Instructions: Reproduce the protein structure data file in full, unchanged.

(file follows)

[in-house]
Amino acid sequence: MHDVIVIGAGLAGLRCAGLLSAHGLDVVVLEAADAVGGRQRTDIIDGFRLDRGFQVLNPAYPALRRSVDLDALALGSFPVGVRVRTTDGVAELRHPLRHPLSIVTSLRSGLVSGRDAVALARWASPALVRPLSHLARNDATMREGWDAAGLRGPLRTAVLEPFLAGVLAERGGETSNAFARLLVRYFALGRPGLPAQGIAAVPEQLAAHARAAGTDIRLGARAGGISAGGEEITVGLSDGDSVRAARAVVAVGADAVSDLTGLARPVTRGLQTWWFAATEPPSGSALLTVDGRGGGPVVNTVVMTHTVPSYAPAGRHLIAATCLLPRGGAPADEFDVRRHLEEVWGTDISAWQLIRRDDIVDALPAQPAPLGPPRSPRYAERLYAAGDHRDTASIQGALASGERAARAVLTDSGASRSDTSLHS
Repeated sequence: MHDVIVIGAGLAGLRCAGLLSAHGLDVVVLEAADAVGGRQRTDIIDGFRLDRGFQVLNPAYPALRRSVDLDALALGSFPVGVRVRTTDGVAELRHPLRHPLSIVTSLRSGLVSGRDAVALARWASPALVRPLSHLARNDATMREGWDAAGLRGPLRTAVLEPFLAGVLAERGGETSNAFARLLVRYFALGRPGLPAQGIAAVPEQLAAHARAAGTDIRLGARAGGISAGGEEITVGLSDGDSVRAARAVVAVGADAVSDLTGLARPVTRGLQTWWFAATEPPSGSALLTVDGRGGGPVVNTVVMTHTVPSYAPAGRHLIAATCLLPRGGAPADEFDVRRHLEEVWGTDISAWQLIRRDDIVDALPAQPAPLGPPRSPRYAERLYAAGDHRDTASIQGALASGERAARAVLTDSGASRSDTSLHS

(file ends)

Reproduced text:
[in-house]
Amino acid sequence: MHDVIVIGAGLAGLRCAGLLSAHGLDVVVLEAADAVGGRQRTDIIDGFRLDRGFQVLNPAYPALRRSVDLDALALGSFPVGVRVRTTDGVAELRHPLRHPLSIVTSLRSGLVSGRDAVALARWASPALVRPLSHLARNDATMREGWDAAGLRGPLRTAVLEPFLAGVLAERGGETSNAFARLLVRYFALGRPGLPAQGIAAVPEQLAAHARAAGTDIRLGARAGGISAGGEEITVGLSDGDSVRAARAVVAVGADAVSDLTGLARPVTRGLQTWWFAATEPPSGSALLTVDGRGGGPVVNTVVMTHTVPSYAPAGRHLIAATCLLPRGGAPADEFDVRRHLEEVWGTDISAWQLIRRDDIVDALPAQPAPLGPPRSPRYAERLYAAGDHRDTASIQGALASGERAARAVLTDSGASRSDTSLHS
Repeated sequence: MHDVIVIGAGLAGLRCAGLLSAHGLDVVVLEAADAVGGRQRTDIIDGFRLDRGFQVLNPAYPALRRSVDLDALALGSFPVGVRVRTTDGVAELRHPLRHPLSIVTSLRSGLVSGRDAVALARWASPALVRPLSHLARNDATMREGWDAAGLRGPLRTAVLEPFLAGVLAERGGETSNAFARLLVRYFALGRPGLPAQGIAAVPEQLAAHARAAGTDIRLGARAGGISAGGEEITVGLSDGDSVRAARAVVAVGADAVSDLTGLARPVTRGLQTWWFAATEPPSGSALLTVDGRGGGPVVNTVVMTHTVPSYAPAGRHLIAATCLLPRGGAPADEFDVRRHLEEVWGTDISAWQLIRRDDIVDALPAQPAPLGPPRSPRYAERLYAAGDHRDTASIQGALASGERAARAVLTDSGASRSDTSLHS